The historic drought of 2011 and 2012 killed some 500 million trees in Texas, forced ranchers to slaughter cattle early, slowed barge traffic on the Mississippi River, just to mention a few negative economic impacts.
Unfortunately, Suzanne Goldenberg at The Guardian reports that 2013 may be even worse, according to early forecasts from the National Oceanic and Atmospheric Administration (NOAA):
Last year produced the hottest year since record keeping began more than a century ago, with several weeks in a row of 100+degree days. It also brought drought to close to 65% of the country by summer's end.
But even the heavy snowfalls some parts of the country have seen were not enough to recharge the soil, the NOAA scientists said.
Despite last year's drought being the "most severe and extensive drought in at least 25 years", we're already off to a worse start than in 2011 or 2012 reports Katherine Bagley at InsideClimate News:
Nearly 80 percent of farmland experienced drought in 2012, with more than 2,000 counties designated disaster areas. By September 2012, 50 percent of the crops being harvested were in poor or very poor condition.
Last year's damaged harvest is expected to raise food prices by as much as 4 percent in 2013, particularly products like beef, which suffered from a lack of available cattle feed and viable foraging options. Overall, the 2012 drought cost an estimated $150 billion in damage, as well as an estimated 0.5 to 1 percent drop in the U.S. gross domestic product.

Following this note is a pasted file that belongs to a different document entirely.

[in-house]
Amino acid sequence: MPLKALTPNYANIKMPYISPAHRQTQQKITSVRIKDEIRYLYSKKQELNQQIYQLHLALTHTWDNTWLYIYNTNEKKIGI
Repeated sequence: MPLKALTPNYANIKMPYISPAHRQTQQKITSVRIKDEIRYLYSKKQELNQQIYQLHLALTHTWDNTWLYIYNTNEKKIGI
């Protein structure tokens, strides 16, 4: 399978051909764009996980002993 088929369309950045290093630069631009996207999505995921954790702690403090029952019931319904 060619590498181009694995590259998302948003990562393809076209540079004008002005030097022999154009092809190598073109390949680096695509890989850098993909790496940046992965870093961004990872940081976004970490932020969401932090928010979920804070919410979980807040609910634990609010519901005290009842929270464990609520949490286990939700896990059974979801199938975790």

NOAA hopes that their forecast will encourage farmers to make adjustments to their water usage and growing techniques, but...
Bob Young, the chief economist for the American Farm Bureau Federation, the nation’s largest farm organization, said that while the heads-up may influence some crop decisions, most farmers probably won't pay attention to the scientific findings.
"They know what is going on in their own dirt," Young said. "They tend to watch their own area specifically. Some might choose more soybean than corn since it is more drought tolerant, but overall, I don’t think it will change things much."
Sigh. I guess when your losses are paid for by the government and insurance companies there's less incentive to listen to scientists, learn from recent history and adapt to a changing climate.